Puerto Rico Lawmakers Want to Use Blockchain to Cut Corruption
(Bloomberg) -- As Puerto Rico has been beset by corruption allegations, the island’s legislature will begin holding meetings on how to use the blockchain technology that underpins cryptocurrencies such as Bitcoin to reduce government graft.
Puerto Rico House Speaker Rafael “Tatito” Hernandez said he will begin meeting with members of the island’s growing blockchain industry this month about creating “smart contracts,” on embedded computer programs in the protocols, that might bring more transparency and accountability to the public sector.
“We have a real credibility problem,” Hernandez told Bloomberg on the sidelines of a Puerto Rico Blockchain Trade Association conference. “And this might be part of the solution.”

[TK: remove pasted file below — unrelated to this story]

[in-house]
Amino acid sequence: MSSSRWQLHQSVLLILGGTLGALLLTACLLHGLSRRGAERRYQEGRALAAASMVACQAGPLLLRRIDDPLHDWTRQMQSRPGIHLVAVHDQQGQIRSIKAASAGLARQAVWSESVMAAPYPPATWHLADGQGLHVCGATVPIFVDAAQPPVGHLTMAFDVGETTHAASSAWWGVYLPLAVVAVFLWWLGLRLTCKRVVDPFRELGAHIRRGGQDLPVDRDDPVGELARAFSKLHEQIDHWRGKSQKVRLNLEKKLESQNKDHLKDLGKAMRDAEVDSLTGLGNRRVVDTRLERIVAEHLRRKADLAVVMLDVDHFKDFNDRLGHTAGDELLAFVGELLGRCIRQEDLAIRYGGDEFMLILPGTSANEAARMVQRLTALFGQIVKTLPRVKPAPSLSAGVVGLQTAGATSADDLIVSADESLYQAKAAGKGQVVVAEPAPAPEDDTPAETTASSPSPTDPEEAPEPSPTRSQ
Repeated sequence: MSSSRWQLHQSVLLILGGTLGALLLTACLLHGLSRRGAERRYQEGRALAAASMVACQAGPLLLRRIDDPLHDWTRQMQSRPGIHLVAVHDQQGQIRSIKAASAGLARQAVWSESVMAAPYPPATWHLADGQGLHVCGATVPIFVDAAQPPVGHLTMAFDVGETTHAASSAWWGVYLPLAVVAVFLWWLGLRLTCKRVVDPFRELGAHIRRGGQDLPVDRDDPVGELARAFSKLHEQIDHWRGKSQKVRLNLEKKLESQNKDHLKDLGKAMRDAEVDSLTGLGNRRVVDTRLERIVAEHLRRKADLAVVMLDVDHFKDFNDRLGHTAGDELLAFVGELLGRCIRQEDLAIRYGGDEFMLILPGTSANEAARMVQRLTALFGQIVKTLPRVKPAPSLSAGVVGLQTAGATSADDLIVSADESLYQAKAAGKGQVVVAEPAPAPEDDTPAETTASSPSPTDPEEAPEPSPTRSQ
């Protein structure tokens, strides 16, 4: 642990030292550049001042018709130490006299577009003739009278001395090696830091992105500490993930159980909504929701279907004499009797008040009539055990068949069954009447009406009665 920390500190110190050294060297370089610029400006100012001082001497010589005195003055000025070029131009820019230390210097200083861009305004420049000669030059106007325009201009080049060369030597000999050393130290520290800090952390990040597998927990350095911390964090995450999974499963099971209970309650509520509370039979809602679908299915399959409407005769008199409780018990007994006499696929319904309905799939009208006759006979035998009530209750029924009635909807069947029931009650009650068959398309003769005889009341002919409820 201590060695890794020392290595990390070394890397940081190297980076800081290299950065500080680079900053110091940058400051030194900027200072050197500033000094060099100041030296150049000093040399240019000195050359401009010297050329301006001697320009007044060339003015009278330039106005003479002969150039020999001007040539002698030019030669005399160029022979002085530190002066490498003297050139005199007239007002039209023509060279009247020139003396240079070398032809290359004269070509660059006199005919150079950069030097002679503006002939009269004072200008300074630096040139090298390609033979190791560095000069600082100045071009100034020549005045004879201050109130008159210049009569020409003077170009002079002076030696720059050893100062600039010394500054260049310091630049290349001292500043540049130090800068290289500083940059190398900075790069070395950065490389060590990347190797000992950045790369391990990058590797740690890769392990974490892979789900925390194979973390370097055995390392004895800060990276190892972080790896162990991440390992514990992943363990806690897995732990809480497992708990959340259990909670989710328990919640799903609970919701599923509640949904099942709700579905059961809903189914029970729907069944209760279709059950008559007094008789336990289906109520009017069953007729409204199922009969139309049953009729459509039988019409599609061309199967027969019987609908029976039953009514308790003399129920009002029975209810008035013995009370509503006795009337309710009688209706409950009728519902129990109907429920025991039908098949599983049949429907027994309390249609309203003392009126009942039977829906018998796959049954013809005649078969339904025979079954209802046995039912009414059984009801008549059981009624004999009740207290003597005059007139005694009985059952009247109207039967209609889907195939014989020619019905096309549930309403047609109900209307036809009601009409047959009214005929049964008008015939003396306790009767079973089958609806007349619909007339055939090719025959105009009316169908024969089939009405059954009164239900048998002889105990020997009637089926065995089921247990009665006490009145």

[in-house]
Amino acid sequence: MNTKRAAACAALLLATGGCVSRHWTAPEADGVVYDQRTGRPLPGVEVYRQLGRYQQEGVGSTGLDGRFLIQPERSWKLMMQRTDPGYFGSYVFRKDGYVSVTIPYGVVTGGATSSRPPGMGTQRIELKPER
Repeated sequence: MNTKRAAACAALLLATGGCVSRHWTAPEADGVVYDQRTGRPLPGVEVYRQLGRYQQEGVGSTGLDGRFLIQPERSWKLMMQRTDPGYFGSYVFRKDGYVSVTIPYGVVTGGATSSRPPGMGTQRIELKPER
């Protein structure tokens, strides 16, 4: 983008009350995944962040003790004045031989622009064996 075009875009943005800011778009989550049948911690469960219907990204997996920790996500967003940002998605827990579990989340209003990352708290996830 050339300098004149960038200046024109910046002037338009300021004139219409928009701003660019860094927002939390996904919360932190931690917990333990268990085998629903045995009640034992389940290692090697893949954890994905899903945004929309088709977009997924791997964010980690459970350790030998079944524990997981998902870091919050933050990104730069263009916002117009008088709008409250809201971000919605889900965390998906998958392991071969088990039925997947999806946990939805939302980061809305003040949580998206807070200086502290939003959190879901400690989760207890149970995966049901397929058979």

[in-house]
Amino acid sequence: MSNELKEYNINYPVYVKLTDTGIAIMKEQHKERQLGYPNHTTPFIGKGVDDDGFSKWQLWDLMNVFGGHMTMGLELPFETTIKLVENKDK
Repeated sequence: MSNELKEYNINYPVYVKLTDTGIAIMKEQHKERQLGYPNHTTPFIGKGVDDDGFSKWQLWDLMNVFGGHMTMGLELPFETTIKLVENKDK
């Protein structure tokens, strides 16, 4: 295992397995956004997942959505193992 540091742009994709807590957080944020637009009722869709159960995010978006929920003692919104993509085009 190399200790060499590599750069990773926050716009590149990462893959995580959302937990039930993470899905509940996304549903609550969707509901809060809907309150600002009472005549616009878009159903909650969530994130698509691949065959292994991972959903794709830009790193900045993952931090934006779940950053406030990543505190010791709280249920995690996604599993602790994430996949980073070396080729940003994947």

The U.S. territory of 3.3 million has been rattled by corruption scandals in recent years. On Friday, the mayor of Catano pleaded guilty to accepting more than $100,000 in bribes and luxury watches in exchange for millions in municipal contracts. The local FBI office has suggested more public-sector indictments are in the works.
Hernandez said the industry meetings are also part of a broader effort to make Puerto Rico a hub for crypto-currency and blockchain innovation.
The island’s tax incentives, particularly no capital gains tax, including on crypto-currency gains, has helped attract thousands of new residents.
The Department of Economic Development says demand for those tax breaks has tripled in recent years, and more than 1,000 people have been approved for the benefits in 2021, breaking the previous record from 2018.
Hernandez said the blockchain and crypto industries might be a way for the bankrupt commonwealth to jump-start its economy.
“Back in the 60s and 70s we had the niche of manufacturing,” he said. “This is a new niche, a new opportunity to create jobs.”
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